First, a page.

Lakers-Magic: Five Reasons It Ends for Orlando

General PeppersCorrespondent IJune 4, 2009

ORLANDO, FL - MAY 30: Dwight Howard #12 of the Orlando Magic handles the ball against Zydrunas Ilgauskas #11 of the Cleveland Cavaliers in Game Six of the Eastern Conference Finals during the 2009 Playoffs at Amway Arena on May 30, 2009 in Orlando, Florida. NOTE TO USER: User expressly acknowledges and agrees that, by downloading and or using this photograph, User is consenting to the terms and conditions of the Getty Images License Agreement  (Photo by Elsa/Getty Images)

1. Goodbye, Mismatches.

Dwight Howard vs. a Blue-and-Wine colored corpse.

6'10" Hedu Turkoglu vs. a 6'3" shooting guard.

Rashard Lewis vs. The General Motors version of Dennis Rodman.

These are called mismatches. The NBA is full of them. Most games hinge on these specific match-ups. Ask Mark Cuban how much he dreads playing New Orleans each and every year. Or ask any coach from the 2001 playoffs about playing against Shaq in general.

Mismatches are how this game is played and won.

Orlando just had to many for the Cavaliers to overcome; the Cavaliers lack of depth, size, and scoring from inside didn't help much either.

These mismatches are no longer prevalant in the NBA Finals. Rashard Lewis faces off with a Forward as equally athletic and long as he is. Hedu Turkoglu squares off against a defender who won't be staring into his lower stomach for most of the evening.

Most importantly, our big men have pulses and lateral movement.

Is Dwight Howard still going to be a force, yes. Will Rashard Lewis and Hedu still make shots, yes. Will they come as easy or often as against Cleveland, no.

2.Not Even Pac-Man Could Make It Rain Like That!

45 percent on 20 shots.

44 percent on 23 shots.

45 percent on 38 shots.

As a long time fan of the NBA, which I expect most of you are, these numbers are utterly ridiculous—for the regular season. For the playoffs it's just absurd.

45% three-point shooting on 38 shots. Repeat that to yourself. It gets more audacious each and every time you do.

There's no way they can do that again. Excluding the fact that Phil won't double Dwight Howard off of hot shooters(ever think of that Mike Brown), history shows there's no way the Magic can keep that kind of shooting streak up.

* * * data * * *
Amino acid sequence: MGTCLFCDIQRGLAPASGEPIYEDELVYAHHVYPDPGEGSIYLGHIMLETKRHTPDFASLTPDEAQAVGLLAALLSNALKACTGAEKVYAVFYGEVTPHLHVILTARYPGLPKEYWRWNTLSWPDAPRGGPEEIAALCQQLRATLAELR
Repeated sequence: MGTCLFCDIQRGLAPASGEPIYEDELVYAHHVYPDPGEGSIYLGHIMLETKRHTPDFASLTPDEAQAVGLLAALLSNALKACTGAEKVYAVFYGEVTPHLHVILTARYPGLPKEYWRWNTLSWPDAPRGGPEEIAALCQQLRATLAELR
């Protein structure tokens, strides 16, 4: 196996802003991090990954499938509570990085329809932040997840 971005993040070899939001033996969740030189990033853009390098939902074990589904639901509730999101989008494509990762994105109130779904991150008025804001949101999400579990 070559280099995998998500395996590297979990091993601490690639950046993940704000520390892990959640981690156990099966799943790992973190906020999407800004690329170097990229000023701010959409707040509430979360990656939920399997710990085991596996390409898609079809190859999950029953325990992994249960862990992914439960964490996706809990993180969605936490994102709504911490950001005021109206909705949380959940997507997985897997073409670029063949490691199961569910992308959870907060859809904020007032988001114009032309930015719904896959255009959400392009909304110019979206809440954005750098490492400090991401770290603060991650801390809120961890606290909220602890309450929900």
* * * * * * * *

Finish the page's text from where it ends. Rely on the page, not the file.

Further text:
3. 43 and 0.

The most underrated, untalked-about record in sports. When Phil Jackson wins the first game of a series he has never lost. Ever. In 18 years. I have knocked him for his reliance on a far past his prime Fisher over the super-hot Shannon Brown. I have knocked him for not giving Bynum enough time. I have knocked him resting Kobe too much. I have knocked him for his lack of half-time adjustments and detrimental hubris.

And all of these don't matter because he wins the next game.

4.Mickael Pietrus Won't Outscore the Lakers' Bench

Odom. Farmar. Brown. Vujacic. Walton.

One of them is usually on. Vujacic caught on towards the end of the Nuggets series. Brown has earned himself a nice contract. Farmar always is inconsistent, but shows flashes of brilliance.

And when Odom comes to play, the Lakers are nearly impossible to beat.

5.Kobe Bryant Plays for the Lakers.

Kobe wants this. One more ring and he will have carried his team to a title. He will have carried his team to a title without a future Hall of Famer (Pau is too soft and Odom is too inconsistent). He will have four titles like the other greats of this era—Shaquille and Duncan. He will be one title closer to being the greatest Laker ever.

Most importantly, he will be one title closer to Michael Jordan's six.

He wants this. He wants this more than the Magic want the title. He wants this more then anyone in the NBA wants anything.

And that's enough to win.


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